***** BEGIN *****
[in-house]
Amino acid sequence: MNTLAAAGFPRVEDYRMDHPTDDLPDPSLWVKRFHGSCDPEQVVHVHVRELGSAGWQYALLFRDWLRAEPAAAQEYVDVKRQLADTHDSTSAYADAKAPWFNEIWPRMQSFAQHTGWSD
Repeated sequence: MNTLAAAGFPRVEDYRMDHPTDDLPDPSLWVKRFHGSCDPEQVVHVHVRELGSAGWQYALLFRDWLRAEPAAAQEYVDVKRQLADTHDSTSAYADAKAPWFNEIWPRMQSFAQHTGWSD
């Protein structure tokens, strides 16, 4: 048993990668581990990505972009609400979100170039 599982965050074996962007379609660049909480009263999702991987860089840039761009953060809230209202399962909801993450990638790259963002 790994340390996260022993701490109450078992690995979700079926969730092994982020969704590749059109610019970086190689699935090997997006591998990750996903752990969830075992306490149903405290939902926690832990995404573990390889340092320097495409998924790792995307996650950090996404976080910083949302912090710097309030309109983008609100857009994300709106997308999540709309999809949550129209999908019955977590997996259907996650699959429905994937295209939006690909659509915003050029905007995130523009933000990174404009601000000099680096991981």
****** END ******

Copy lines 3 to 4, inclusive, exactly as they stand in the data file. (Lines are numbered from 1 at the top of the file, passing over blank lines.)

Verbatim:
Repeated sequence: MNTLAAAGFPRVEDYRMDHPTDDLPDPSLWVKRFHGSCDPEQVVHVHVRELGSAGWQYALLFRDWLRAEPAAAQEYVDVKRQLADTHDSTSAYADAKAPWFNEIWPRMQSFAQHTGWSD
């Protein structure tokens, strides 16, 4: 048993990668581990990505972009609400979100170039 599982965050074996962007379609660049909480009263999702991987860089840039761009953060809230209202399962909801993450990638790259963002 790994340390996260022993701490109450078992690995979700079926969730092994982020969704590749059109610019970086190689699935090997997006591998990750996903752990969830075992306490149903405290939902926690832990995404573990390889340092320097495409998924790792995307996650950090996404976080910083949302912090710097309030309109983008609100857009994300709106997308999540709309999809949550129209999908019955977590997996259907996650699959429905994937295209939006690909659509915003050029905007995130523009933000990174404009601000000099680096991981």